Taking micro to macro: Producing algae at scale
Microalgae are an interesting source of nutraceuticals as they can produce a range of compounds with bioactive properties, including lutein, astaxanthin, chlorophylls, carotenoids, phycobiliproteins, and polyunsaturated fatty acids – compounds that are useful for human supplementation as they are not synthesised internally by the body.
One of the key challenges of working with microalgae is producing them at scale, according to Lucie Giraud, nutraceutical application manager at Microphyt, a company that specialises in creating microalgae-based ingredients for the nutrition and beauty sectors.
To combat this, the Montpellier-based company developed and patented what it says is the first hydro-biomimetic technology for growing microalgae: Camargue photo-bioreactors. The proprietary technology is based on a two-phase flow process, reproducing the natural conditions microalgae need to grow, while optimising gas-liquid transfer. It is highly efficient in the production and extraction of bioactive compounds.
“This ground-breaking innovation makes it possible to cultivate any kind of microalgae, including fragile species whose cultivation was previously impossible,” said Giraud. “The microalgae are cultivated without any GMOs or pesticides in a closed environment in which each parameter – from the temperature to the amount of light – is carefully monitored.
“Our ambition is to continue to unlock the power of microalgae, as it can produce a lot of bioactive compounds with promising health benefit. To do so, we are currently building our new production facility and represents the first-of-its-kind fully integrated microalgae biorefinery at an industrial scale.”
Giraud said the new facility would allow the company to increase its production capacity five-fold, allowing it to answer increasing demand.
Creating stable, healthy products that satisfy the senses
Microalgae are a large, diverse group of microorganisms that form the source of the food chain for more than 70% of the world’s biomass. They have a high protein content and contain bioactive compounds with positive health effects such as antihypertensive, anti-obesity, antioxidative, anticancer and cardiovascular protection.
Owing to their extreme environmental conditions and phototrophic mode of growth, microalgae are exposed to free radical and high oxidative stresses. This has resulted in them developing protective characteristics such as production of antioxidants and pigments.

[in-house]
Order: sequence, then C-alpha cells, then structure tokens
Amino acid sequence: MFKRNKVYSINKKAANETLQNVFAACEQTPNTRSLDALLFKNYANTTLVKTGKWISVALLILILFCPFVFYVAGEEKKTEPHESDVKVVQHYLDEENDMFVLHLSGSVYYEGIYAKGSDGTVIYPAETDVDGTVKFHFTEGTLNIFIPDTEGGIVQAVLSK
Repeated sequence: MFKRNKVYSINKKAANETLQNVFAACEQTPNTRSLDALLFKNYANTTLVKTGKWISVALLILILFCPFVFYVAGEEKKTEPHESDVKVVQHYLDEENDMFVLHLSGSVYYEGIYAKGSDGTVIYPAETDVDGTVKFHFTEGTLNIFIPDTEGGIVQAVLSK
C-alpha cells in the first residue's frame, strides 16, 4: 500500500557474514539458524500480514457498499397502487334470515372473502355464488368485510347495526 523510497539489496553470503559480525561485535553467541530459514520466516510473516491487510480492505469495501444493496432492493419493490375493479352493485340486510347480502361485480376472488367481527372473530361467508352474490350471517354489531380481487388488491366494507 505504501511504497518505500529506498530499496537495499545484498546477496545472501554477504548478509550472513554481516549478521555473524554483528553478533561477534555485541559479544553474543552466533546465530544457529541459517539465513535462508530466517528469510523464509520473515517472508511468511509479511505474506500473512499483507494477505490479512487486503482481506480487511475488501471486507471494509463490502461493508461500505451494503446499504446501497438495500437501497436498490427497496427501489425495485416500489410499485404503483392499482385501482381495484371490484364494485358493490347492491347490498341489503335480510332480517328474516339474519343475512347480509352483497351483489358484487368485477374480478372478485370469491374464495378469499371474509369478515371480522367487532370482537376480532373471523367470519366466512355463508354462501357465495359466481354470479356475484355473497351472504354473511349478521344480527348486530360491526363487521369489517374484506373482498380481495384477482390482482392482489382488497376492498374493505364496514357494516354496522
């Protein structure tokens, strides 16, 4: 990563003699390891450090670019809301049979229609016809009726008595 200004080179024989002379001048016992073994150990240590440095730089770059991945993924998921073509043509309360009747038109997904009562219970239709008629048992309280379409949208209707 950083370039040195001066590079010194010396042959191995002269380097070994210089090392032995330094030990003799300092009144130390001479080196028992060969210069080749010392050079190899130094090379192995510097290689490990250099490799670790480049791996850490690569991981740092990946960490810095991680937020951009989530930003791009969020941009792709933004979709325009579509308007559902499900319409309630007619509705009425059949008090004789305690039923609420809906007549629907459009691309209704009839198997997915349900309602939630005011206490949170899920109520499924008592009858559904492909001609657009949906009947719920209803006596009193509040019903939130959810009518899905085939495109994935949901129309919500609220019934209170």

How can manufacturers predict the shelf life of a product containing microalgae, ensuring that there are no organoleptic changes and that it meets the quantitative requirements for its active ingredients? Environmental factors, including the presence of oxidising or reducing agents, can affect the active ingredient within a supplement.
“Ingredient stability is key in order to ensure the efficiency of our ingredients,” said Giraud. “This is why the stability of our ingredients is not just investigated for storage conditions. We also developed several formulations to challenge the stability in various matrices or in the presence of other compounds. This approach allows us to support our customers in the development of their preferred formulation and target galenics, depending on their project and their needs.”
Such investigations can help manufacturers identify and balance the sensory properties of a product, Giraud explained.
“Regarding the organoleptic properties of our ingredients, we use the same approach,” she said. “Microalgae can have specific organoleptic properties, often characterised with an ‘iodised’ smell, for example. We can work with flavourist to help us to balance the taste, in order to offer the best product.”
Next steps: Leveraging fucoxanthin from microalgae for metabolic health
“With the constant increase of consumer demand for natural and sustainable solutions for health and wellness, we are working on several product developments, trying to best meet consumers’ needs,” said Giraud.
She pointed to obesity as a crisis with global implications for global health, and said the company’s latest ingredient would leverage the properties of fucoxanthin, a xanthophyll carotenoid abundant in microalgae that has demonstrated potential health benefits in the prevention of chronic diseases, including obesity, diabetes, and liver disease.
“As we are able to produce on a large-scale new microalgae species that can offer interesting active molecules, we are looking for other interesting market categories, such as sports and active nutrition,” she added.